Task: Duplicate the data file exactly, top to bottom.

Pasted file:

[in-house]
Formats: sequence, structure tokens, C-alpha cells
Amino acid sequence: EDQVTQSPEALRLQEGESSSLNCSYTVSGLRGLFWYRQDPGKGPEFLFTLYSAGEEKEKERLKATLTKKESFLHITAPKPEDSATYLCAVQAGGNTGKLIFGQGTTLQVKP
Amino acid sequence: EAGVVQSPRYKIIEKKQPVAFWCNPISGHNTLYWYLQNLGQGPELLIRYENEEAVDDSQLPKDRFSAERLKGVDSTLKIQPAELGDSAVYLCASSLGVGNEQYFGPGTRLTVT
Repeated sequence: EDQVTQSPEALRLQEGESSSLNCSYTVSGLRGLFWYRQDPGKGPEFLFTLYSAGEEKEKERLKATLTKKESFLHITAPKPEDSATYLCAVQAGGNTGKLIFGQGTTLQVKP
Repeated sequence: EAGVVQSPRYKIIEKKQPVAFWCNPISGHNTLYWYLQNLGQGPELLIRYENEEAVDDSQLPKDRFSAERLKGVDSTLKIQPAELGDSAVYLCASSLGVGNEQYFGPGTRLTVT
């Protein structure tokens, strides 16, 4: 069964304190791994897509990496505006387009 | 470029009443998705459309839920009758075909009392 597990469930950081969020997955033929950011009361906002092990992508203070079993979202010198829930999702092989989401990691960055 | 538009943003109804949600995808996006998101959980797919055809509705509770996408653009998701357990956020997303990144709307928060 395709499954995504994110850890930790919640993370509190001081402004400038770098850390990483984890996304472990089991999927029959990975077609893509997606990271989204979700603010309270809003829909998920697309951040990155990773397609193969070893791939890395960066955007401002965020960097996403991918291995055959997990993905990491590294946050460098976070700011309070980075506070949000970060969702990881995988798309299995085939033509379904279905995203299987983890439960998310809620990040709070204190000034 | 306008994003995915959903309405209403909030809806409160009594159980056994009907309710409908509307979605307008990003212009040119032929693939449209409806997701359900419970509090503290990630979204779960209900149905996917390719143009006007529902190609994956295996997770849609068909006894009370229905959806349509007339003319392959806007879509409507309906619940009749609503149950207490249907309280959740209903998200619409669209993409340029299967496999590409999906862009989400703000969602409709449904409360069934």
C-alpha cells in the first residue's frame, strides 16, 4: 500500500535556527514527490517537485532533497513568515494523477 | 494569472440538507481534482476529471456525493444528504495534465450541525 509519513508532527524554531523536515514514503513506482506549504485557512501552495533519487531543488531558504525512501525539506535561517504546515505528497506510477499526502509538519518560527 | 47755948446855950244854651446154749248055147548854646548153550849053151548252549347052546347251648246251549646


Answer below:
[in-house]
Formats: sequence, structure tokens, C-alpha cells
Amino acid sequence: EDQVTQSPEALRLQEGESSSLNCSYTVSGLRGLFWYRQDPGKGPEFLFTLYSAGEEKEKERLKATLTKKESFLHITAPKPEDSATYLCAVQAGGNTGKLIFGQGTTLQVKP
Amino acid sequence: EAGVVQSPRYKIIEKKQPVAFWCNPISGHNTLYWYLQNLGQGPELLIRYENEEAVDDSQLPKDRFSAERLKGVDSTLKIQPAELGDSAVYLCASSLGVGNEQYFGPGTRLTVT
Repeated sequence: EDQVTQSPEALRLQEGESSSLNCSYTVSGLRGLFWYRQDPGKGPEFLFTLYSAGEEKEKERLKATLTKKESFLHITAPKPEDSATYLCAVQAGGNTGKLIFGQGTTLQVKP
Repeated sequence: EAGVVQSPRYKIIEKKQPVAFWCNPISGHNTLYWYLQNLGQGPELLIRYENEEAVDDSQLPKDRFSAERLKGVDSTLKIQPAELGDSAVYLCASSLGVGNEQYFGPGTRLTVT
């Protein structure tokens, strides 16, 4: 069964304190791994897509990496505006387009 | 470029009443998705459309839920009758075909009392 597990469930950081969020997955033929950011009361906002092990992508203070079993979202010198829930999702092989989401990691960055 | 538009943003109804949600995808996006998101959980797919055809509705509770996408653009998701357990956020997303990144709307928060 395709499954995504994110850890930790919640993370509190001081402004400038770098850390990483984890996304472990089991999927029959990975077609893509997606990271989204979700603010309270809003829909998920697309951040990155990773397609193969070893791939890395960066955007401002965020960097996403991918291995055959997990993905990491590294946050460098976070700011309070980075506070949000970060969702990881995988798309299995085939033509379904279905995203299987983890439960998310809620990040709070204190000034 | 306008994003995915959903309405209403909030809806409160009594159980056994009907309710409908509307979605307008990003212009040119032929693939449209409806997701359900419970509090503290990630979204779960209900149905996917390719143009006007529902190609994956295996997770849609068909006894009370229905959806349509007339003319392959806007879509409507309906619940009749609503149950207490249907309280959740209903998200619409669209993409340029299967496999590409999906862009989400703000969602409709449904409360069934």
C-alpha cells in the first residue's frame, strides 16, 4: 500500500535556527514527490517537485532533497513568515494523477 | 494569472440538507481534482476529471456525493444528504495534465450541525 509519513508532527524554531523536515514514503513506482506549504485557512501552495533519487531543488531558504525512501525539506535561517504546515505528497506510477499526502509538519518560527 | 47755948446855950244854651446154749248055147548854646548153550849053151548252549347052546347251648246251549646